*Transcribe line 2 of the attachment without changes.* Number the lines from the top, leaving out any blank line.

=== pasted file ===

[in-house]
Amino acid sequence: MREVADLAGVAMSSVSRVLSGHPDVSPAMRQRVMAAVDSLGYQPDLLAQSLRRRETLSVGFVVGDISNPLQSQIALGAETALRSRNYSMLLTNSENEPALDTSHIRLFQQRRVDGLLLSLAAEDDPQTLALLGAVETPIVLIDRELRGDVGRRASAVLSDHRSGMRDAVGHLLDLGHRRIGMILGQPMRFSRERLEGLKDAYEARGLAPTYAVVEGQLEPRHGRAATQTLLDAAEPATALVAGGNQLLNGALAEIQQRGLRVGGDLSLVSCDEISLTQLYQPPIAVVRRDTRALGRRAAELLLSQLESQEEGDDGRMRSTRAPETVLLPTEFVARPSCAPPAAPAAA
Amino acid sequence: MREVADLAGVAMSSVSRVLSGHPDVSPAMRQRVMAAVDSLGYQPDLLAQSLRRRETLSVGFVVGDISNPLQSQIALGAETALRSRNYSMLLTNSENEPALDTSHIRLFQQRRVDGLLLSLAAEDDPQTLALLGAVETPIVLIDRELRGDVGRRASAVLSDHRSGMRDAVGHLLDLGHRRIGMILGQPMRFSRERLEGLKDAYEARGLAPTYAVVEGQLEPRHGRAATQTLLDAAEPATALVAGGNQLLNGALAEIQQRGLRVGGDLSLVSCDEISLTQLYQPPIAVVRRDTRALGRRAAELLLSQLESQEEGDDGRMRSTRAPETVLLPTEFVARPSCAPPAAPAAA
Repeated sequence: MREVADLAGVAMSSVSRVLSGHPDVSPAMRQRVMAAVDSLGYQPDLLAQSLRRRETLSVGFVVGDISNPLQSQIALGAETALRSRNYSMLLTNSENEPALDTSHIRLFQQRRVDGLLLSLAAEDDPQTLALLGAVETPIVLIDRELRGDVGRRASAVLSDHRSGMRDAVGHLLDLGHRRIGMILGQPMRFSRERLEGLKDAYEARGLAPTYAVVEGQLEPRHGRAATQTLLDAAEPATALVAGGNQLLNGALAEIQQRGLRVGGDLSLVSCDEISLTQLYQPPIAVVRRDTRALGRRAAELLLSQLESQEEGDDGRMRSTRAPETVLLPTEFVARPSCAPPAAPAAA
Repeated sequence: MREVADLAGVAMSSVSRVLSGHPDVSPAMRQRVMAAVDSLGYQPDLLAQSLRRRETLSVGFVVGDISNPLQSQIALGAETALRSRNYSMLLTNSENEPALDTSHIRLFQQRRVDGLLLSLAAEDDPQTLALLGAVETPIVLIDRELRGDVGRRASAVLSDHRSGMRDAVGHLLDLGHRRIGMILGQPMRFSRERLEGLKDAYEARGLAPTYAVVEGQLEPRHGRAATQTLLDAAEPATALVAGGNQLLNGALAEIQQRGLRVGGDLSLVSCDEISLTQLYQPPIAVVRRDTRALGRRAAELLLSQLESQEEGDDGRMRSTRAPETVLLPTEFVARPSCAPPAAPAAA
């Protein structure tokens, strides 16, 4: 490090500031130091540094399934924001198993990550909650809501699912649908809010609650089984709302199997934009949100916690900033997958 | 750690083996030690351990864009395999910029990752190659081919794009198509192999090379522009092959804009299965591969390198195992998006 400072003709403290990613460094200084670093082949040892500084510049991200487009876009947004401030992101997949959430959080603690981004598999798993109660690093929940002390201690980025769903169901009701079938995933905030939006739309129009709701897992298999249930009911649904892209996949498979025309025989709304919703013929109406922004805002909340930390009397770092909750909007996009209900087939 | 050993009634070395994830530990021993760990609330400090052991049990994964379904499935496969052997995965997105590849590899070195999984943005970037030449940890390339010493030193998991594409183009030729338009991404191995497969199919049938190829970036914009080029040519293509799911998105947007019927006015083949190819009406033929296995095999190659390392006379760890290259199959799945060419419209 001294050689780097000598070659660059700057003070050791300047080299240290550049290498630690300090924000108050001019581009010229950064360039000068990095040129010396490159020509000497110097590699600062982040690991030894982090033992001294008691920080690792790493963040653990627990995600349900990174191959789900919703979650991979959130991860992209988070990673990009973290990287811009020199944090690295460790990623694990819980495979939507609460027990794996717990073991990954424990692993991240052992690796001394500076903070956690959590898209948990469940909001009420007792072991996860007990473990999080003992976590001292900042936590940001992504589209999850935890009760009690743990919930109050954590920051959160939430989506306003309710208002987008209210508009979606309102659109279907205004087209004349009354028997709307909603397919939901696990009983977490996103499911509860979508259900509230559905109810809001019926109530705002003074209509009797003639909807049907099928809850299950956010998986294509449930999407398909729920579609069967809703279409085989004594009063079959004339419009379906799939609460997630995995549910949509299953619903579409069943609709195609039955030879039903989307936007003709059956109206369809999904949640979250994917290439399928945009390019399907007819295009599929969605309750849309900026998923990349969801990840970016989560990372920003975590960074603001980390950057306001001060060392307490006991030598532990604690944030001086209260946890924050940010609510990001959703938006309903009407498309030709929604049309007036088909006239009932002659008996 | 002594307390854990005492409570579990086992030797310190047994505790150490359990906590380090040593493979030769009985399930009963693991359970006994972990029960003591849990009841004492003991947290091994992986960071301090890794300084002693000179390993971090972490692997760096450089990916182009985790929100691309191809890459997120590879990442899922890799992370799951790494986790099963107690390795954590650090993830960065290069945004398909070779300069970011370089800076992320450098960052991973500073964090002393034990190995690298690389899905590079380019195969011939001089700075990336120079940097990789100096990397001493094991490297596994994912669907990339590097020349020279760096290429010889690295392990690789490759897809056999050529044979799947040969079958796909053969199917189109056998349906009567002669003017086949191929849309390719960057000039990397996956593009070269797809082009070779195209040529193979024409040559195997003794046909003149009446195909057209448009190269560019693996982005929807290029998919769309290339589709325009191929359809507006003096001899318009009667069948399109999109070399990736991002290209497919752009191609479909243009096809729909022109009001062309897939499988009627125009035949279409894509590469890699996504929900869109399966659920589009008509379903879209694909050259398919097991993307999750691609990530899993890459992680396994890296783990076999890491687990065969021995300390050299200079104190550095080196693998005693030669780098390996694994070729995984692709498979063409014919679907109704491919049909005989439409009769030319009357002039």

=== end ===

Amino acid sequence: MREVADLAGVAMSSVSRVLSGHPDVSPAMRQRVMAAVDSLGYQPDLLAQSLRRRETLSVGFVVGDISNPLQSQIALGAETALRSRNYSMLLTNSENEPALDTSHIRLFQQRRVDGLLLSLAAEDDPQTLALLGAVETPIVLIDRELRGDVGRRASAVLSDHRSGMRDAVGHLLDLGHRRIGMILGQPMRFSRERLEGLKDAYEARGLAPTYAVVEGQLEPRHGRAATQTLLDAAEPATALVAGGNQLLNGALAEIQQRGLRVGGDLSLVSCDEISLTQLYQPPIAVVRRDTRALGRRAAELLLSQLESQEEGDDGRMRSTRAPETVLLPTEFVARPSCAPPAAPAAA